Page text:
But not only do Bloomberg, Gibbs and Wolfson refuse to accept responsibility for the hazardous conditions at a shelter directly operated by a City agency under their supervision – they outright refuse even to acknowledge those squalid conditions. To date, Bloomberg has not held a single person in his administration responsible for those conditions. No one has been disciplined or demoted in any way.

This would be outrageous for any mayoral administration, but is uniquely galling when Bloomberg and Gibbs continue to their mantra that poor New Yorkers need to accept “personal responsibility.”

Indeed, even when Bloomberg announced his (since-discredited) homeless plan back in June 2004, he referred many times to “accountability” – saying, for instance, that “[a]ccountability also extends to public agencies and providers,” and that his plan shows “our Administration’s commitment to hold ourselves accountable and govern based on the facts…” He even went so far as to talk about “the spirit of accountability that is the hallmark of this Administration…”

Well, if Bloomberg’s “spirit of accountability” ever existed, he chose NOT to extend it to the hazardous shelter conditions that Dasani – and countless other children – were forced to endure. And that “spirit of accountability” certainly never extended to seriously address the historic rise in NYC homelessness to all-time record levels, or the failed Gibbs policies that led to this historic crisis.

Instead, Mayor Bloomberg boasted yesterday said he “couldn’t be more proud of” his administration’s work on homelessness. And then, talking about Dasani, he shifted the blame to…well…

As New York Magazine put it:

Based on Bloomberg’s past callous answers to questions about the city’s homeless problem, it shouldn’t be too much of a surprise that he said today, “This kid was dealt a bad hand. I don’t know quite why. That’s just the way God works. Sometimes some of us are lucky and some of us are not.”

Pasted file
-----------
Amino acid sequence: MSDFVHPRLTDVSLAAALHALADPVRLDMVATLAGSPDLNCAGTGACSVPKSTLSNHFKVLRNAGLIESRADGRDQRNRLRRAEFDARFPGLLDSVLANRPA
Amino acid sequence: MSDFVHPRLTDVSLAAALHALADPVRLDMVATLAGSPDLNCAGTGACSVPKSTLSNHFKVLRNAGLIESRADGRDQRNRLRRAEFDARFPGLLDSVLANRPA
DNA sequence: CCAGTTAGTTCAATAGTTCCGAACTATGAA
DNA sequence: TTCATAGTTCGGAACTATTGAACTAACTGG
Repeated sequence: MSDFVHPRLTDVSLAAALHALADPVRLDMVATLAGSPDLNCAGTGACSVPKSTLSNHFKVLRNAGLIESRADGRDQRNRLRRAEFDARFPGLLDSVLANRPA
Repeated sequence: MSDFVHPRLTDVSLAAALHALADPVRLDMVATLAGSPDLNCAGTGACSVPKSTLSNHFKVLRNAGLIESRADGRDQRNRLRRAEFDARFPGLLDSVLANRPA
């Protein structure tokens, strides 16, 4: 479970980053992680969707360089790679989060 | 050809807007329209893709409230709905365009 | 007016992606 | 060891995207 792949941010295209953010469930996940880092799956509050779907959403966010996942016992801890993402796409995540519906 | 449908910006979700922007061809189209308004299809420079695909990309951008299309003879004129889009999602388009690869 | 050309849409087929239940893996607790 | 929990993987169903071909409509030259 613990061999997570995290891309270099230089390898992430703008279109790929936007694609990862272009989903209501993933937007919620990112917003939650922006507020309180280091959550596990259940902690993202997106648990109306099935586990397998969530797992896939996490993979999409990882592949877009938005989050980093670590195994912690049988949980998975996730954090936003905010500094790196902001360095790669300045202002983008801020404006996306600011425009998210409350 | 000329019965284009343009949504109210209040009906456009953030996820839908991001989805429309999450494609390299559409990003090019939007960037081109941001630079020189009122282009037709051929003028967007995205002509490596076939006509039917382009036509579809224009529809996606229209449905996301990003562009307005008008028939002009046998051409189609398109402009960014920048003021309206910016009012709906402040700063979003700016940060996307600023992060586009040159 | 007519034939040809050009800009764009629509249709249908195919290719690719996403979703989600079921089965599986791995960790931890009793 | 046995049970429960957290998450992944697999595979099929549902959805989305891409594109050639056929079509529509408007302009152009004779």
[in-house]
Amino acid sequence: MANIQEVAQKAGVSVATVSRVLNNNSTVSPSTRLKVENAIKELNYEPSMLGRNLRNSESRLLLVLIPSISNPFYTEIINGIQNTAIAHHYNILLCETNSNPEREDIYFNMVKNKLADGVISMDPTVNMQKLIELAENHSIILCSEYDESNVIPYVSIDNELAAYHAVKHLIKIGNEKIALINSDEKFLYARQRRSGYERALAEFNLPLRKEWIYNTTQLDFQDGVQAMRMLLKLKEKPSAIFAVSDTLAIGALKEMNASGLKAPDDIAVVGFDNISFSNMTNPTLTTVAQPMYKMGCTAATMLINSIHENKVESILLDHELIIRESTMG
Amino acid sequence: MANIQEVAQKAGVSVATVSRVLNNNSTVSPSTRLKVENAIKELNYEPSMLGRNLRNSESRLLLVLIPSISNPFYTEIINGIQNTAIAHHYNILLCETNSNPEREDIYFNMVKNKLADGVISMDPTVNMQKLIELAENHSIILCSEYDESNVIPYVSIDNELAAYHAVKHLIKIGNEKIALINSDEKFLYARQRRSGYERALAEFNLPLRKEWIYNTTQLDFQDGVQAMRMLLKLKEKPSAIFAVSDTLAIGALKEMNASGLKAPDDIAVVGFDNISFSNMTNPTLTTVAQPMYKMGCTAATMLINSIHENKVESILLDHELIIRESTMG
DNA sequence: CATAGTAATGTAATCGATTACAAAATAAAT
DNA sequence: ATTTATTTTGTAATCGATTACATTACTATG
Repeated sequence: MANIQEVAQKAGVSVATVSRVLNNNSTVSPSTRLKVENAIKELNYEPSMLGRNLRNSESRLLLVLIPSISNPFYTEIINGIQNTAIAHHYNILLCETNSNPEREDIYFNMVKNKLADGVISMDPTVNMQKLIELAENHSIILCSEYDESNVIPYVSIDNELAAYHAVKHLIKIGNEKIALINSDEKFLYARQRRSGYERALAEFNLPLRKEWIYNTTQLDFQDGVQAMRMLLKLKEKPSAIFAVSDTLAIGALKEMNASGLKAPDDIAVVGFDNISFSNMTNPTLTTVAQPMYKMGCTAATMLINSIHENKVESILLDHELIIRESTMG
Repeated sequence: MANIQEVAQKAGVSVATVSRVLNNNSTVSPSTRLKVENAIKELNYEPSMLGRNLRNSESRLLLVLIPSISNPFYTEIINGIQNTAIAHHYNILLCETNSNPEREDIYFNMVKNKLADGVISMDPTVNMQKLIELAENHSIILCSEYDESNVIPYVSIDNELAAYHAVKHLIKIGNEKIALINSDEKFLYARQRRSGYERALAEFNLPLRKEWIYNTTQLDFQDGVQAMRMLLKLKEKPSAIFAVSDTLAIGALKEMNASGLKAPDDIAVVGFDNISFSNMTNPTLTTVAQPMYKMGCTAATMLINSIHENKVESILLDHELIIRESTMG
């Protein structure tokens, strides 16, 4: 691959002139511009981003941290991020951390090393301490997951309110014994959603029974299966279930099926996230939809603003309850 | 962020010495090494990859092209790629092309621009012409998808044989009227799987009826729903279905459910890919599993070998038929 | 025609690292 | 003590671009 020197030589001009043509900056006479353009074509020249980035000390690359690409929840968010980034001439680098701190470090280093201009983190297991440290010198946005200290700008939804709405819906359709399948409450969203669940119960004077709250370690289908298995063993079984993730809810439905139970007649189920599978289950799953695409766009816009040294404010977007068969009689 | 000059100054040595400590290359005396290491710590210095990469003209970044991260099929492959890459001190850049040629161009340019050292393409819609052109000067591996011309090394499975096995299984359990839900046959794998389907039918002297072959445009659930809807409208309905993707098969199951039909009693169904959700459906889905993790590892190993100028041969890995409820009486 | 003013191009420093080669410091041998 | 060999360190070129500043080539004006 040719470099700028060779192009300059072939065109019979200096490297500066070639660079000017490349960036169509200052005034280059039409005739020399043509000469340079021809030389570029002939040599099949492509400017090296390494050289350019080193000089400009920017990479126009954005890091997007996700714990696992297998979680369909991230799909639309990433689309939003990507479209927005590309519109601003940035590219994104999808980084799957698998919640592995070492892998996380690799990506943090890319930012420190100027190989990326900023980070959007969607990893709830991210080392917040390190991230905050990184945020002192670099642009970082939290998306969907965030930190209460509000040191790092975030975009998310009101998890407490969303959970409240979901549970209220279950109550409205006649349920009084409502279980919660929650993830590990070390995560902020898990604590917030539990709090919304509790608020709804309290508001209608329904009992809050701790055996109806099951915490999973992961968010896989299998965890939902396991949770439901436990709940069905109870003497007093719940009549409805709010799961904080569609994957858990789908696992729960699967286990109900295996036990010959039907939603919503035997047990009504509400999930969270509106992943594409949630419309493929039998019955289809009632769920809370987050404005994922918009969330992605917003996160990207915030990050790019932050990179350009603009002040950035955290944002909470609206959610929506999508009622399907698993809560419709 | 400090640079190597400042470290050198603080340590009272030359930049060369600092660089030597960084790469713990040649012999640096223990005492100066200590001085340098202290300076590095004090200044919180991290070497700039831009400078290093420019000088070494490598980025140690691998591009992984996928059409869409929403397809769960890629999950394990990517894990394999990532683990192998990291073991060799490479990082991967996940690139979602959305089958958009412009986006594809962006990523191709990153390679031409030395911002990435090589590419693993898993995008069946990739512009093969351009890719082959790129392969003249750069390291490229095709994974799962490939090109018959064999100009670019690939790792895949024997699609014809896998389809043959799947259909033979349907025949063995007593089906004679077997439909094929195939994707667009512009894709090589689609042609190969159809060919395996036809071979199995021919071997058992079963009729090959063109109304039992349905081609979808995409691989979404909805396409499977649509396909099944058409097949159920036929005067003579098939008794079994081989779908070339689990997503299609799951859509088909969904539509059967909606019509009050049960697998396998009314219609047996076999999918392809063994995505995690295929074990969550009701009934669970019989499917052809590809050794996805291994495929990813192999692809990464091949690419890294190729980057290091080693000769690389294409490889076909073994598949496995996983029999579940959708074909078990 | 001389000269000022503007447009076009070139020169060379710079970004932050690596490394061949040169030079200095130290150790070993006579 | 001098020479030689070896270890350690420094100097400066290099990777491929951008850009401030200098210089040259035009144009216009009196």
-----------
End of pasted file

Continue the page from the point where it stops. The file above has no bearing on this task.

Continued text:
But if you’ve read the horrible story — about the shelters “where mold creeps up walls and roaches swarm, where feces and vomit plug communal toilets, where sexual predators have roamed and small children stand guard for their single mothers outside filthy showers” — it still might make you wince.

“Her family situation is extremely atypical,” Mayor Bloomberg explained,according to Politicker. “The article implied that all people are treated this way, or all have the same problems and that just is not true. The average homeless family spends less than two years in shelter and has some employment history; this family did not. This is a sad situation and we’re certainly going to continue to try to help the parents to achieve stability and independence.”

“This kid was dealt a bad hand. I don’t know quite why, that’s just the way God works. Sometimes some of us are lucky and some of us are not.”

As the New Year approaches, we look forward to a new mayoral administration to adopt proven, housing-based solutions to stem the tide of rising NYC homelessness. And that starts with taking genuine responsibility for the care of our most vulnerable children and neighbors.